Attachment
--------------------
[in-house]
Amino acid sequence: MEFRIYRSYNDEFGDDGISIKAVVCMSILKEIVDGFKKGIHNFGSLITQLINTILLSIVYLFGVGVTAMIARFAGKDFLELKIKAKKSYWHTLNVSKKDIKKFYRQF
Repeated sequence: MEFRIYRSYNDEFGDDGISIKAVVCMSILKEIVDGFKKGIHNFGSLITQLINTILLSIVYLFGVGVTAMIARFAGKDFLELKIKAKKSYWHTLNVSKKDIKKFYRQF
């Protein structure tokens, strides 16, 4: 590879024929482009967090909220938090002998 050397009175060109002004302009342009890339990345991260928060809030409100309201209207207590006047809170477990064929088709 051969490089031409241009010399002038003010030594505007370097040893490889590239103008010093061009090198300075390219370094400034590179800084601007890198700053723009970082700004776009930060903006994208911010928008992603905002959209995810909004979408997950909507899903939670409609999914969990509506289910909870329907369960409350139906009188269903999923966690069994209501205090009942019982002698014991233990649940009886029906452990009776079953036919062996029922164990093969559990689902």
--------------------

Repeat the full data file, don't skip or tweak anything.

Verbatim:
[in-house]
Amino acid sequence: MEFRIYRSYNDEFGDDGISIKAVVCMSILKEIVDGFKKGIHNFGSLITQLINTILLSIVYLFGVGVTAMIARFAGKDFLELKIKAKKSYWHTLNVSKKDIKKFYRQF
Repeated sequence: MEFRIYRSYNDEFGDDGISIKAVVCMSILKEIVDGFKKGIHNFGSLITQLINTILLSIVYLFGVGVTAMIARFAGKDFLELKIKAKKSYWHTLNVSKKDIKKFYRQF
């Protein structure tokens, strides 16, 4: 590879024929482009967090909220938090002998 050397009175060109002004302009342009890339990345991260928060809030409100309201209207207590006047809170477990064929088709 051969490089031409241009010399002038003010030594505007370097040893490889590239103008010093061009090198300075390219370094400034590179800084601007890198700053723009970082700004776009930060903006994208911010928008992603905002959209995810909004979408997950909507899903939670409609999914969990509506289910909870329907369960409350139906009188269903999923966690069994209501205090009942019982002698014991233990649940009886029906452990009776079953036919062996029922164990093969559990689902």